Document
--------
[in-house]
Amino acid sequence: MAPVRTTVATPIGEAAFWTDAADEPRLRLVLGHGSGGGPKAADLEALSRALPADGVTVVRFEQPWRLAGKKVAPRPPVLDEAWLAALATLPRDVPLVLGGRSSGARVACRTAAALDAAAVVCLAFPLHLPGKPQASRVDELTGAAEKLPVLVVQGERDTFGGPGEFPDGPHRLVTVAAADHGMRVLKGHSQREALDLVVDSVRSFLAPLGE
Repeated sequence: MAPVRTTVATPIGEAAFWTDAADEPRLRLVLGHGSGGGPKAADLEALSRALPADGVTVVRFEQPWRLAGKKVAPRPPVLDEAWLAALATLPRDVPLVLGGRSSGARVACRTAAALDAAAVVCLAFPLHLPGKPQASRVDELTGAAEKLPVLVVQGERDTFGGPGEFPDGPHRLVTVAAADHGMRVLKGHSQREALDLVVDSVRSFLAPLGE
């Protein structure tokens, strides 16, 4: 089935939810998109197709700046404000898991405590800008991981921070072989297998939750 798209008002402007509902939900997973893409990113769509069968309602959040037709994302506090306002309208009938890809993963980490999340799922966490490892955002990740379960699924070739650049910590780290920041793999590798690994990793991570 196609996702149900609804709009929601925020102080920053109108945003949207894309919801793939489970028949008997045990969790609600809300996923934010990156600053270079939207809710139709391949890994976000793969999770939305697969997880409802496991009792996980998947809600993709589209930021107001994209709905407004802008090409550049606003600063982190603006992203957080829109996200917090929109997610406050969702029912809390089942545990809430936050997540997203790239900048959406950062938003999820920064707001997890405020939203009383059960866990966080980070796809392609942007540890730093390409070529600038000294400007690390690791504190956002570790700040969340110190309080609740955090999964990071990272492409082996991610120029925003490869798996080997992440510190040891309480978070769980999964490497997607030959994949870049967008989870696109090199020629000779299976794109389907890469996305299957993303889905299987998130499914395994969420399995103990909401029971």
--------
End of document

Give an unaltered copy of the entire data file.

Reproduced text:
[in-house]
Amino acid sequence: MAPVRTTVATPIGEAAFWTDAADEPRLRLVLGHGSGGGPKAADLEALSRALPADGVTVVRFEQPWRLAGKKVAPRPPVLDEAWLAALATLPRDVPLVLGGRSSGARVACRTAAALDAAAVVCLAFPLHLPGKPQASRVDELTGAAEKLPVLVVQGERDTFGGPGEFPDGPHRLVTVAAADHGMRVLKGHSQREALDLVVDSVRSFLAPLGE
Repeated sequence: MAPVRTTVATPIGEAAFWTDAADEPRLRLVLGHGSGGGPKAADLEALSRALPADGVTVVRFEQPWRLAGKKVAPRPPVLDEAWLAALATLPRDVPLVLGGRSSGARVACRTAAALDAAAVVCLAFPLHLPGKPQASRVDELTGAAEKLPVLVVQGERDTFGGPGEFPDGPHRLVTVAAADHGMRVLKGHSQREALDLVVDSVRSFLAPLGE
């Protein structure tokens, strides 16, 4: 089935939810998109197709700046404000898991405590800008991981921070072989297998939750 798209008002402007509902939900997973893409990113769509069968309602959040037709994302506090306002309208009938890809993963980490999340799922966490490892955002990740379960699924070739650049910590780290920041793999590798690994990793991570 196609996702149900609804709009929601925020102080920053109108945003949207894309919801793939489970028949008997045990969790609600809300996923934010990156600053270079939207809710139709391949890994976000793969999770939305697969997880409802496991009792996980998947809600993709589209930021107001994209709905407004802008090409550049606003600063982190603006992203957080829109996200917090929109997610406050969702029912809390089942545990809430936050997540997203790239900048959406950062938003999820920064707001997890405020939203009383059960866990966080980070796809392609942007540890730093390409070529600038000294400007690390690791504190956002570790700040969340110190309080609740955090999964990071990272492409082996991610120029925003490869798996080997992440510190040891309480978070769980999964490497997607030959994949870049967008989870696109090199020629000779299976794109389907890469996305299957993303889905299987998130499914395994969420399995103990909401029971």